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    Hi,

    I think I might have polycystic ovaries. I have irregular periods, i'm a bit overweight, and I have noticeable body hair in unwanted places (on my top lip, and from my pubic region up to my belly button). I know women from some ethnic origins are more "hairy" but i'm completely english and as far as i know english women don't tend to be 'hairy'. Also no other women in my family have this body hair. I'm going to book an appointment with the doctor soon - should i just tell him/her that i think i have polycystic ovaries? How is it tested for? there treatment for it? is this curable or mearly 'therapeutic'?
    • #2
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    Do a search for polycystic ovaries as there are many threads about it. But, overall don't worry as worrying can just delay your period even more. As far as I know there is no cure for polycystic ovaries but its symptoms can be treated. You could explain to your GP that you think you have it but I would personally just tell them all the symptoms first and then suggest polycystic ovaries if they look like they don't have a clue- but I'm sure it won't come to that!
    Good luck. Be happy. Keep smiling!
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    Tell him/her the symptoms and they will work it out for themselves, but yes, it does sound like PCOS.
    Curable? No, it can only be managed with diet etc.
    It's tested for by means of blood tests and/or ultrasound scans.
    There's no treatment per se as it isn't curable and it affects different people differently. It's always advisable to keep an eye on your diet if you have PCOS as you can be more susceptible to weight gain, and to establish a good skin routine as many PCOS sufferers also suffer with acne. Dianette (the contraceptive pill) can help to manage the latter, but is not so helpful with the former as it can increase your appetite and make you even more susceptible to weight gain (as I found out only recently...grr). Dianette (or any contraceptive pill, for that matter) will also help to regulate your periods (another problem associated with PCOS). As for the hirsutism (unwanted facial/body hair), you can use any hair removal method that suits you to help remove or conceal it, whether it's shaving, tweezing, waxing, hair removal creams, electrolysis or laser treatment. The latter two are more expensive and if you're going to do any of the first four make sure you use products that are suitable for your face if that's where the hair is.
    Don't be afraid to go to your doctor - more people have PCOS than you might think (it's estimated about 1 in 5 women have it) and it DOESN'T automatically mean you'll be infertile or anything like that. They'll be able to help you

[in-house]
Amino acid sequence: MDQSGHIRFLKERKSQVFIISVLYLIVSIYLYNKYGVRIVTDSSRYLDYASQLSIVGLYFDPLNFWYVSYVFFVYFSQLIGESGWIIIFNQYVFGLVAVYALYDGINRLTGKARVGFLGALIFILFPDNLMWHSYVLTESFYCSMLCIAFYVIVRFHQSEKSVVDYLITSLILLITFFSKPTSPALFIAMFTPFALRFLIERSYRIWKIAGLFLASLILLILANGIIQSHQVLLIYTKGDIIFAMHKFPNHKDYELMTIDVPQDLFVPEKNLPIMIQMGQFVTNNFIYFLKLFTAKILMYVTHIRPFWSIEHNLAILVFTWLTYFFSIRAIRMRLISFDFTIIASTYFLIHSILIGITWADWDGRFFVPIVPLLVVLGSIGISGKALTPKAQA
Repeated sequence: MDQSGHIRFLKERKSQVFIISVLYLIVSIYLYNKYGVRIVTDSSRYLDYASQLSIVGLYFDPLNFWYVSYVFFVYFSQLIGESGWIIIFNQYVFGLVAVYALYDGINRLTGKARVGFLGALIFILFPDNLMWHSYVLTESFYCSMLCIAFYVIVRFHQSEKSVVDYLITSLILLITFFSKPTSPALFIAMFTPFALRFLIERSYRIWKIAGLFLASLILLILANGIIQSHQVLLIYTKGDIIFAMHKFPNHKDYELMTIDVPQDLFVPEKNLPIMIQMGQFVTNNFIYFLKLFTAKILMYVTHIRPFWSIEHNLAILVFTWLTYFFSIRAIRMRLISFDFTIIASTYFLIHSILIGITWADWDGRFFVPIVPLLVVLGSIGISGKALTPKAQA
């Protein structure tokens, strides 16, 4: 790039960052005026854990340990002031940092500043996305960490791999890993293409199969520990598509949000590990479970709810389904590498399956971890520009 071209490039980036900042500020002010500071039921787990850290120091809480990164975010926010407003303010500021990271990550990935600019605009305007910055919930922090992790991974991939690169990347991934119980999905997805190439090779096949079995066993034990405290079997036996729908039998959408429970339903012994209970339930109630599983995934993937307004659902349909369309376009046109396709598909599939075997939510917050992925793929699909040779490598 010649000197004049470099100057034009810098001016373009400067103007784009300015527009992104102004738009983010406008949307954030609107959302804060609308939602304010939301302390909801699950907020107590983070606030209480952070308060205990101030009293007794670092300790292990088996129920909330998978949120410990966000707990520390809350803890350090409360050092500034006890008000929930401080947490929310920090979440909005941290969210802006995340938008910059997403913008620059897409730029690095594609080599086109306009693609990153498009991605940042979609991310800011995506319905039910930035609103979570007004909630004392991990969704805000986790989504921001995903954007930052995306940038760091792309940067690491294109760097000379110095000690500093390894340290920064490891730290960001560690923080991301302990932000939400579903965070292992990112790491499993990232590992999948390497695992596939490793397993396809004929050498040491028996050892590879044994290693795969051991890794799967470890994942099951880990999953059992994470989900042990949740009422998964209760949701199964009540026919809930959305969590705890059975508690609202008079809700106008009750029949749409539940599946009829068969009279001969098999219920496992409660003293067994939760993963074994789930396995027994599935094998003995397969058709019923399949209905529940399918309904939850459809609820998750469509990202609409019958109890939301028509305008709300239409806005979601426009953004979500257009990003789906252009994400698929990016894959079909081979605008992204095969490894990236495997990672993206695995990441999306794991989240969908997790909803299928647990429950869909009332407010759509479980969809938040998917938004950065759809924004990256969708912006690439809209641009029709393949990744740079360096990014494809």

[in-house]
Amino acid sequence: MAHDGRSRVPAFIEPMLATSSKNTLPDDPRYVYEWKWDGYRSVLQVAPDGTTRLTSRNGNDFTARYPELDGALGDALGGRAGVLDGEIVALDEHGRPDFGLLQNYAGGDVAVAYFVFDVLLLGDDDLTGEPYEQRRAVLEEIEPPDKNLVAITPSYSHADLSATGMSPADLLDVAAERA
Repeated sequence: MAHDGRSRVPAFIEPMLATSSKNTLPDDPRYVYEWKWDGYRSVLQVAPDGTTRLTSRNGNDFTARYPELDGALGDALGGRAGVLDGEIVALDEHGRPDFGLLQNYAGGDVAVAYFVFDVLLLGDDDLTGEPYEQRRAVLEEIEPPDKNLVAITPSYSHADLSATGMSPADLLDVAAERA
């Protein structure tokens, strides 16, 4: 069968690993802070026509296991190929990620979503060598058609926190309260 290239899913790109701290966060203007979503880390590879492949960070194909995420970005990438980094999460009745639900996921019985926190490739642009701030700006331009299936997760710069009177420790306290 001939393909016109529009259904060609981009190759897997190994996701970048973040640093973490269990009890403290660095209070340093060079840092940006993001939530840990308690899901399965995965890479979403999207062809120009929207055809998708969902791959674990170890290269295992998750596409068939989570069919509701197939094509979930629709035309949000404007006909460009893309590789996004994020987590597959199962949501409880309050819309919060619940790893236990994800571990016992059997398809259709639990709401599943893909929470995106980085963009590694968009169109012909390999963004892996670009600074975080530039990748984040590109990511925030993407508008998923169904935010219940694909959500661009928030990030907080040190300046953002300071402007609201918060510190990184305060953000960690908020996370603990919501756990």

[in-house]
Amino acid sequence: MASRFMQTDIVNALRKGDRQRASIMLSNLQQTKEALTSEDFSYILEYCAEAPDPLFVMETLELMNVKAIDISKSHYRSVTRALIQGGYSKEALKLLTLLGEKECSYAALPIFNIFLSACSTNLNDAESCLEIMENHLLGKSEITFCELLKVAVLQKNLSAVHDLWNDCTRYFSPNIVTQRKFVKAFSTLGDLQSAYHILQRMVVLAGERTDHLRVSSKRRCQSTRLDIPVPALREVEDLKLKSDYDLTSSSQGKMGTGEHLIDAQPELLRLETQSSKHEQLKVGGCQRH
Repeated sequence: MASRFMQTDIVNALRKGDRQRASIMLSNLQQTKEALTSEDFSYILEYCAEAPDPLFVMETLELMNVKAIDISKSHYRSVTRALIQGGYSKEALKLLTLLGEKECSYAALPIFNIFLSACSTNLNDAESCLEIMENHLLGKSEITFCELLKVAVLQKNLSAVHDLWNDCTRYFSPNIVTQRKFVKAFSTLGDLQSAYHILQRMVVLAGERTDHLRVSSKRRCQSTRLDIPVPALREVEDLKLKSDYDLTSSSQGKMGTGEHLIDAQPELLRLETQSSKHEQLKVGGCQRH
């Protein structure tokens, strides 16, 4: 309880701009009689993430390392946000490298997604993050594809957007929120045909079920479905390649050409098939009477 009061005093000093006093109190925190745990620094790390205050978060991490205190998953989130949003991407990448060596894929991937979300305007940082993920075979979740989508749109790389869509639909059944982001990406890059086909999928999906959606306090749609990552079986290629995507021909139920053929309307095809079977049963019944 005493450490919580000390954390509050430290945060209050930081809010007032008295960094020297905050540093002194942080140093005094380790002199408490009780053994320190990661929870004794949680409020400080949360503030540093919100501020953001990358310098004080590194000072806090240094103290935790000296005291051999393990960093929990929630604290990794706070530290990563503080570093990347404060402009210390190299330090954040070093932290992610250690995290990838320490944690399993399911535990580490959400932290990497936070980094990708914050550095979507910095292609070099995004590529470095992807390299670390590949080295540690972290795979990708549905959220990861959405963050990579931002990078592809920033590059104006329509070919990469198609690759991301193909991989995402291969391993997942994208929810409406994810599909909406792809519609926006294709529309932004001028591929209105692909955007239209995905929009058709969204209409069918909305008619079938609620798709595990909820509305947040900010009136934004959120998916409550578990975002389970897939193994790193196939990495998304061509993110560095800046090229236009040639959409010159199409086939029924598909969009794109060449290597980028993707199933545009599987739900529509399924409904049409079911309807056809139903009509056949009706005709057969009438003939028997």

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    i don't really know much about polycystic ovaries but i do know that Dianette, a type of the pill, is used to treat it.
    It helps to regulate your peroid, makes it lighter and less painful, and after about 6months to a year, reduces body hair. It also combats acne, I don't know if that's related to polycystic ovaries or not, but that's the reason I'm on Dianette.
    Hope this helps, if not try googling or NHS Direct-ing it, or looking up Dianette to see how it helps..
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    There's recently already a thread on PCOS.

    http://www.thestudentroom.co.uk/showthread.php?t=421340

    PCOS - under the new definition - is the presence of 2 of the 3 features:
    1) polycystic ovaries on ultrasound (US) = ovaries with many cysts on its surface and can be seen by ultrasound
    2) oligo-/anovulation = many / no ovulation, ie. follicles in the ovary(ies) develop but fail to actually ovulate, in this case they usually then progress to become cysts
    3) clinical or biochemical hyperandrogenism = high androgen (hormone) levels which can be detected by clinical signs, or biochemically through blood tests

    PCOS diagnosis is not that straight forward because of an unclear underlying cause. Ultrasound detection of cysts alone & hormone assays (blood tests) are often not enough to confirm PCOS. Clinical hyperandrogenism (ie. hirsutism = lots of hair, ie. facial hair) is also used, and Obesity, which could lead to oligo-/anovulation. Glucose tolerance tests are recommended, esp for obese women because they are prone to become diabetic, either temporarily or permanently.

    Calorie reduction + weight loss with / without metformin (an insulin-sensitising drug to deal with the "diabetes") are usually preferred for obese patients.
    Clomifene citrate, a drug that controls works against hormone oestrogen, is used to sort of balance the hormone levels in the body and help induce an ovulatory / menstrual cycle.
    If these fail, Laparoscopic Ovarian Diathermy (operation) or Gonadotrophin treatment (to deal with unbalanced hormone levels in the body) could be used.
 
 
 
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